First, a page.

The truth is that Inquisitors are not all powerful. Don't mistake giving orders with them being obeyed.

If you want to take down the local planetary governor, you can't (sensibly) walk into any old PDF barracks and say "You lot, you're helping me depose Lord Trumpington", because you have no idea of where their loyalties lie.

If an Inquisitor wants to launch Exterminatus, he won't carry around planet busting munitions all the time (they're not exactly safe to have around - a minor skirmish could potentially set them off) so he has to go through one of the few forces capable... who will all, naturally, have ties to the Inquisition and start asking questions.


What if the higher echelons get corrupted?
To that I say "What higher echelons?".

Technically, all Inquisitors have the ultimate authority. You can't have a "more ultimate authority", which means there's no strict command structure to the Inquisition.
Yes, there are Inquisitor Lords, but the power of the position is basically "I am well respected and have lots of friends. Mess with me and you mess with all of them."

If an Inquisitor Lord starts going loopy, his friends will probably stop listening to him quite fast.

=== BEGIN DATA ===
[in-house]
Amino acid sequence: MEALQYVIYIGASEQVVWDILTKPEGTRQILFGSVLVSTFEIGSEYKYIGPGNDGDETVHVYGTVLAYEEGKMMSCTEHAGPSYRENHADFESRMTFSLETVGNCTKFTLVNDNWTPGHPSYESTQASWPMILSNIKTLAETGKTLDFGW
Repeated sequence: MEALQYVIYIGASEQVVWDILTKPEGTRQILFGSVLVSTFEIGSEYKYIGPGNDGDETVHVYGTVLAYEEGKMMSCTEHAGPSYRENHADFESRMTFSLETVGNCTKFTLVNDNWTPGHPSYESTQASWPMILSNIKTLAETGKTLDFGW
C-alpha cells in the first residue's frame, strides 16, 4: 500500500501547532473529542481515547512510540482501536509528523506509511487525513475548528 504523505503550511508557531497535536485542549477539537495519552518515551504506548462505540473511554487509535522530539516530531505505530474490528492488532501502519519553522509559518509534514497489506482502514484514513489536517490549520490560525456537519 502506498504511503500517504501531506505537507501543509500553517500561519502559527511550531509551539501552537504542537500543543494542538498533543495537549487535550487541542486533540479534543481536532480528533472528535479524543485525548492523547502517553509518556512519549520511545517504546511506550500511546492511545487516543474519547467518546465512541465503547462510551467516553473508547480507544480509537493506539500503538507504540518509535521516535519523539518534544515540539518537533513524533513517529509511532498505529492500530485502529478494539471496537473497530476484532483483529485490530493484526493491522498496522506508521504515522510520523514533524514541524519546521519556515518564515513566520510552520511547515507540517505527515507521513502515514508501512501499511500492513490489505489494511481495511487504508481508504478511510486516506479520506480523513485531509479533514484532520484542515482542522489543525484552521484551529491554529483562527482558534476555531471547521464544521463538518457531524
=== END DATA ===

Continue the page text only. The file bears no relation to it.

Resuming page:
ForgottenLore
03-02-2014, 01:59
If an Inquisitor Lord starts going loopy, his friends will probably stop listening to him quite fast.

If he is lucky. Since all of those friends don't want to be tainted by anything increasingly crazy inquisitor does, if he starts getting too loopy it is likely he simply stops arriving for appointments one day.

MarcoSkoll
03-02-2014, 04:12
Well, it depends in which way he goes loopy. If he starts a plan to bomb Cadia, yes, he probably just disappears.

But I can certainly imagine an Inquisitor Lord going slowly senile as the rejuve doesn't quite manage to stop the dementia creeping up in his later centuries - he might keep his nominal position out of respect for the great man he once was, but his mind is far enough gone that the rest of his sector conclave generally only pay attention to him to stop him actually signing anything important.

Asi the Red
03-02-2014, 05:06